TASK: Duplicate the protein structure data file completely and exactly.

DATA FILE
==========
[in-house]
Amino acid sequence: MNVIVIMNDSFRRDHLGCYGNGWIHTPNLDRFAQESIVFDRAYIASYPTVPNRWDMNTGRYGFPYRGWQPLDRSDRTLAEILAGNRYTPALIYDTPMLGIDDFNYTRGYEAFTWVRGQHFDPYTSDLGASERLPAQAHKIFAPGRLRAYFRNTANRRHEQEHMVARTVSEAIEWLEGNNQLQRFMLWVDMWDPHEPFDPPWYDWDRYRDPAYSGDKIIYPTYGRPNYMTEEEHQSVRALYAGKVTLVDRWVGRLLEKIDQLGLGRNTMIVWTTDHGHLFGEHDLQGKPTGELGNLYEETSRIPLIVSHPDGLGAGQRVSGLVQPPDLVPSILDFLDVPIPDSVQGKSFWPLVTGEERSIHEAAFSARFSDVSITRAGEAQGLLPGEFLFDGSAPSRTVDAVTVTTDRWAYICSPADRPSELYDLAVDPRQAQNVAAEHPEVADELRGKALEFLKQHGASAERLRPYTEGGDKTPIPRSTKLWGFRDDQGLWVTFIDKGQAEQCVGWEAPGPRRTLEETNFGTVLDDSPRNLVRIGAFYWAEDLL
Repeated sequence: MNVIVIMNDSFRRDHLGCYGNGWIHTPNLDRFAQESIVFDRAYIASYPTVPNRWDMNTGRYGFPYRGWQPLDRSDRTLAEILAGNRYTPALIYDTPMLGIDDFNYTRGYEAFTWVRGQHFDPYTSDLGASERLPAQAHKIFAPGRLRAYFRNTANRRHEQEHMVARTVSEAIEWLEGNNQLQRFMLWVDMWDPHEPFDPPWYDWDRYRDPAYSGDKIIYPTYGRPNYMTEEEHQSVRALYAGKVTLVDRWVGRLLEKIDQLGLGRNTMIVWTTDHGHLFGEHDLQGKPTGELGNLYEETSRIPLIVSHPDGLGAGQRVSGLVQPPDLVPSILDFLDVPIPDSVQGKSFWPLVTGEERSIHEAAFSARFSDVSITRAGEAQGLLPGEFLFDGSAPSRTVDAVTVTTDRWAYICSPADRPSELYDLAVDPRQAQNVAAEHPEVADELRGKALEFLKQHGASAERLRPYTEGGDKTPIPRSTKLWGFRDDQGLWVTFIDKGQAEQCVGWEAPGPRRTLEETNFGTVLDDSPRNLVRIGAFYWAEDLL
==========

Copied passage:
[in-house]
Amino acid sequence: MNVIVIMNDSFRRDHLGCYGNGWIHTPNLDRFAQESIVFDRAYIASYPTVPNRWDMNTGRYGFPYRGWQPLDRSDRTLAEILAGNRYTPALIYDTPMLGIDDFNYTRGYEAFTWVRGQHFDPYTSDLGASERLPAQAHKIFAPGRLRAYFRNTANRRHEQEHMVARTVSEAIEWLEGNNQLQRFMLWVDMWDPHEPFDPPWYDWDRYRDPAYSGDKIIYPTYGRPNYMTEEEHQSVRALYAGKVTLVDRWVGRLLEKIDQLGLGRNTMIVWTTDHGHLFGEHDLQGKPTGELGNLYEETSRIPLIVSHPDGLGAGQRVSGLVQPPDLVPSILDFLDVPIPDSVQGKSFWPLVTGEERSIHEAAFSARFSDVSITRAGEAQGLLPGEFLFDGSAPSRTVDAVTVTTDRWAYICSPADRPSELYDLAVDPRQAQNVAAEHPEVADELRGKALEFLKQHGASAERLRPYTEGGDKTPIPRSTKLWGFRDDQGLWVTFIDKGQAEQCVGWEAPGPRRTLEETNFGTVLDDSPRNLVRIGAFYWAEDLL
Repeated sequence: MNVIVIMNDSFRRDHLGCYGNGWIHTPNLDRFAQESIVFDRAYIASYPTVPNRWDMNTGRYGFPYRGWQPLDRSDRTLAEILAGNRYTPALIYDTPMLGIDDFNYTRGYEAFTWVRGQHFDPYTSDLGASERLPAQAHKIFAPGRLRAYFRNTANRRHEQEHMVARTVSEAIEWLEGNNQLQRFMLWVDMWDPHEPFDPPWYDWDRYRDPAYSGDKIIYPTYGRPNYMTEEEHQSVRALYAGKVTLVDRWVGRLLEKIDQLGLGRNTMIVWTTDHGHLFGEHDLQGKPTGELGNLYEETSRIPLIVSHPDGLGAGQRVSGLVQPPDLVPSILDFLDVPIPDSVQGKSFWPLVTGEERSIHEAAFSARFSDVSITRAGEAQGLLPGEFLFDGSAPSRTVDAVTVTTDRWAYICSPADRPSELYDLAVDPRQAQNVAAEHPEVADELRGKALEFLKQHGASAERLRPYTEGGDKTPIPRSTKLWGFRDDQGLWVTFIDKGQAEQCVGWEAPGPRRTLEETNFGTVLDDSPRNLVRIGAFYWAEDLL